Excessive inflammation, which is caused by infection, trauma or spontaneous immune dysfunction can produce damage in most organs, leading to potentially severe, life-long health problems. This research examines the contribution of proteins, called activins, to the onset of inflammation in the male reproductive tract. A naturally-occurring activin-blocking protein, called follistatin, will be examined to determine if this can be a novel therapy for male reproductive disorders.

Dr Michelle Tate from the Viral Immunity and Immunopathology Research Group at Hudson Institute

Finding the balance—reducing inflammation during severe influenza infections

Dr Michelle Tate

NHMRC Ideas Grant: 2020–2022

Amount: $581,520

Co-investigators: Ashley Mansell

Highly pathogenic influenza A virus infections are associated with high mortality rates. There is a critical need to find new drugs to reduce this impact of flu on the community. This project will identify drugs that have previously been shown to be safe in humans, that can be used to reduce damaging inflammation and mortality associated with severe influenza infections.

Dr Sam Forster from the Microbiota and Systems Biology Research Group at Hudson Institute

Microbiome derived candidates to revolutionise treatment of inflammatory bowel disease

Dr Sam Forster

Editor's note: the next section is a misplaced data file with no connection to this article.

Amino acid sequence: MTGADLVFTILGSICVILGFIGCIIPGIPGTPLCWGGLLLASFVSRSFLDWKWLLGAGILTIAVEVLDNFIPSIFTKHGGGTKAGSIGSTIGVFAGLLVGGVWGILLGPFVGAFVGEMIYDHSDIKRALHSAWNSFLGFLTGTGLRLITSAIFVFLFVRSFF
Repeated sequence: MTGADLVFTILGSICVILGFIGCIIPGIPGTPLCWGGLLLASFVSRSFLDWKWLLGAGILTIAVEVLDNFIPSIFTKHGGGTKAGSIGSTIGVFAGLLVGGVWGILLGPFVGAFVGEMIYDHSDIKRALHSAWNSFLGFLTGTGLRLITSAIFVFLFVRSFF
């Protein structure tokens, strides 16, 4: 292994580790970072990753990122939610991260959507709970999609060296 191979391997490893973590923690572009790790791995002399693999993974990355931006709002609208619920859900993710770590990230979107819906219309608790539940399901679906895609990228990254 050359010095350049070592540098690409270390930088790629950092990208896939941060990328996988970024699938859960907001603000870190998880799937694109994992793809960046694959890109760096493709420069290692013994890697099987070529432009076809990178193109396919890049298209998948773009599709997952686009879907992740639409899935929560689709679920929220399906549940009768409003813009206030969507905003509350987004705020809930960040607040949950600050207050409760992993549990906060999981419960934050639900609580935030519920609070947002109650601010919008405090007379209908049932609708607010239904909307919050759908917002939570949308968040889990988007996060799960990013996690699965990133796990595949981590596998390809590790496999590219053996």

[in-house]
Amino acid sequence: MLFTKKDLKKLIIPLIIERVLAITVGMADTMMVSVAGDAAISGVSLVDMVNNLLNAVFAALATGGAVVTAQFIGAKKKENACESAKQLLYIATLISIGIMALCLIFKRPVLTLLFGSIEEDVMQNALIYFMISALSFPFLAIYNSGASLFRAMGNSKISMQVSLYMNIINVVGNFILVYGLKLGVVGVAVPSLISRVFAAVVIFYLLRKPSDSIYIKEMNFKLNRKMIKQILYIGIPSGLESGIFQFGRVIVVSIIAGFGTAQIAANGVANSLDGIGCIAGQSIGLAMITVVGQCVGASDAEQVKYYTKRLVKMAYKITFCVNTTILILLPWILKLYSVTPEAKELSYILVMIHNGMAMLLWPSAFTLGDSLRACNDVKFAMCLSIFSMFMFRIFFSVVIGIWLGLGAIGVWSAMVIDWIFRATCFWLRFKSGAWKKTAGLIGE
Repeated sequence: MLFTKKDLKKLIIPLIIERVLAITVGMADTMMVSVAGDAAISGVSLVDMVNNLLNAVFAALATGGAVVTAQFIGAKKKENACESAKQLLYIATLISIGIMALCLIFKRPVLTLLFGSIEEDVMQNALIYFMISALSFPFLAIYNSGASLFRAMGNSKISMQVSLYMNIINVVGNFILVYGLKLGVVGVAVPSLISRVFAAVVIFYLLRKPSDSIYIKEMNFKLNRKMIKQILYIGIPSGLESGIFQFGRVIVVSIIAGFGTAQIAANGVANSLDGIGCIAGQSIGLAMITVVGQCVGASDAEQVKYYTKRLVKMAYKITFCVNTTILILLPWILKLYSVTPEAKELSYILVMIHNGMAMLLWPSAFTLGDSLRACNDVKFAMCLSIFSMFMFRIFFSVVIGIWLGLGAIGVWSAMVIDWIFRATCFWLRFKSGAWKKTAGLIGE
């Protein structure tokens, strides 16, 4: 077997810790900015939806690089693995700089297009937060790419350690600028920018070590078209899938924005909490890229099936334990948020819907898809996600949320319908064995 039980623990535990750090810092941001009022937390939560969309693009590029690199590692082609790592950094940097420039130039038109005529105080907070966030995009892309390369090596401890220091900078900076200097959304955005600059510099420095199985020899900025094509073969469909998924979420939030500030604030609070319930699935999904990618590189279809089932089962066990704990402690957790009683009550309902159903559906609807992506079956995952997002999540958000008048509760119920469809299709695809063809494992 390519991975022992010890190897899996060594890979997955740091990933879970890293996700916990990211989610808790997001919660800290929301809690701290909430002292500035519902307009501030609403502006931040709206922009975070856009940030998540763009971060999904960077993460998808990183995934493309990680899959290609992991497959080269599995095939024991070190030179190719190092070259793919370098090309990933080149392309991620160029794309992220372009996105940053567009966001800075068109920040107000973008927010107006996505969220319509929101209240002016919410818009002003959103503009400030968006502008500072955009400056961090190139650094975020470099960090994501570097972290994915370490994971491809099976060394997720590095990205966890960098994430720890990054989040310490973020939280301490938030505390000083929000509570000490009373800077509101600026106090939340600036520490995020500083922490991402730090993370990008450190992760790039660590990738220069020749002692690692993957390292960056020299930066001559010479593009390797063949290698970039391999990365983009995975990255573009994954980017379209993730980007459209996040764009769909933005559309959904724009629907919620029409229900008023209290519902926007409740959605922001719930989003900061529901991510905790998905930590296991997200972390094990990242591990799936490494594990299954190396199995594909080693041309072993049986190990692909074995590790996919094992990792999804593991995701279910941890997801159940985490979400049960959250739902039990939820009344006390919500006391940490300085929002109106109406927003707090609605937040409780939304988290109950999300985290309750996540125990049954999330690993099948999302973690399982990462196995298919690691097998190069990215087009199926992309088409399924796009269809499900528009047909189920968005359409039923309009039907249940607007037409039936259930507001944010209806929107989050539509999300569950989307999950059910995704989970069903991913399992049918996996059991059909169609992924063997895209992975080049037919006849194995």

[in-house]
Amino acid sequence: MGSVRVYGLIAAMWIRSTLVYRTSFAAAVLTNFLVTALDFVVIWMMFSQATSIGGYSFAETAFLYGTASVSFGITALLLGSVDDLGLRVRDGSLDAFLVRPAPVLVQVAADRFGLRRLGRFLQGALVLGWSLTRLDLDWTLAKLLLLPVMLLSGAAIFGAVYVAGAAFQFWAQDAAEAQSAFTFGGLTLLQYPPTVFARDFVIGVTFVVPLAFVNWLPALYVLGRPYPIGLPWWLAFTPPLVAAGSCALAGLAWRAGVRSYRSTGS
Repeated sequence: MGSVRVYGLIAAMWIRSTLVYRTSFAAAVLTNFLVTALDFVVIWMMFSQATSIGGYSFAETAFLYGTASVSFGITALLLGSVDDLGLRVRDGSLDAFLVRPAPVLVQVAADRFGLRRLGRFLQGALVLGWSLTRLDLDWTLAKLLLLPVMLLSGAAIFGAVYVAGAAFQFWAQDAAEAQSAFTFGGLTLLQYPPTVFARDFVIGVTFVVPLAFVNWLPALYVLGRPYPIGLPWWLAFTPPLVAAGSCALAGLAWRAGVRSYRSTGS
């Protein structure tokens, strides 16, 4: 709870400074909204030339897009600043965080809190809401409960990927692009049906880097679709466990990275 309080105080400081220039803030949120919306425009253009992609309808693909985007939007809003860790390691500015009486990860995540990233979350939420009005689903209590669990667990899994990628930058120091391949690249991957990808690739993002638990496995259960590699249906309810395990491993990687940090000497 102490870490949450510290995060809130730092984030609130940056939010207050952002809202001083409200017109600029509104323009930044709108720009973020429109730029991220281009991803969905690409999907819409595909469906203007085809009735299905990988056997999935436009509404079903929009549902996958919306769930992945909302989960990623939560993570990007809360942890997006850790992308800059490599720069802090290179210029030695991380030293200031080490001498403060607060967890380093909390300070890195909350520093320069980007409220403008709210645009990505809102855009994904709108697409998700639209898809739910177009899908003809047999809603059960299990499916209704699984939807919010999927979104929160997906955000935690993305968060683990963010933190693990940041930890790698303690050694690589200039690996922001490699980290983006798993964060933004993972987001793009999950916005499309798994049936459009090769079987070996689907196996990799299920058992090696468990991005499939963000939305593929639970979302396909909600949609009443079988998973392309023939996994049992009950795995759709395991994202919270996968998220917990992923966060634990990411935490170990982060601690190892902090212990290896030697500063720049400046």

NHMRC Ideas Grant: 2020–2023

Amount: $997,926

Co-investigators: Edward Giles

Inflammatory bowel disease (IBD) incidence is increasing worldwide. It affects more than 100,000 Australians, costing more than $3 billion per year. The team have developed a new way of taking samples from the gut and looking at the bacteria within normal and damaged gut tissue. Importantly, they have found promising bacteria to develop as a new way to treat or even cure IBD in the near future.

Dr Shayanti Mukherjee from the Endometrial Stem Cell Biology Research Group at Hudson Institute

Advancing women’s urogynecological health using micro/nanotechnologies

Dr Shayanti Mukherjee

NHMRC Ideas Grant: 2020–2023

Amount: $1,168,385

Co-investigators: Jerome Werkmeister, Bayden Wood, Anna Rosamilia

Pelvic organ prolapse (POP) is a hidden, debilitating gynaecological disorder affecting 25 per cent of women causing sexual, bladder and bowel dysfunction. POP is the herniation of the uterus, bladder, or bowel into the vagina due to childbirth injury. Surgical treatment often fails and the use of vaginal mesh has been banned due to unacceptable side effects. At present, there is no cure. The team are developing novel bioengineered therapies using stem cells and nanotechnology to repair the damaged tissue.

Dr Jun Yang from the Cardiovascular Endocrinology Research Group at Hudson Institute

Screening for primary aldosteronism: outcomes, economics and biomarkers

Dr Jun Yang

NHMRC Ideas Grant: 2020–2023

Amount: $571,199

Co-investigators: Michael Stowasser, Grant Russell, Stella Gwini

Hypertension is a major cause of strokes, blindness, heart attacks and kidney failure. Primary aldosteronism (PA) is a curable cause of hypertension. Unfortunately, PA often goes undiagnosed as most doctors do not screen for it, leading to hypertension that is difficult to control and high risk of strokes and heart attacks at a younger age. This project will find out exactly how many people in our community have PA and find new cost-effective ways to make the diagnosis earlier.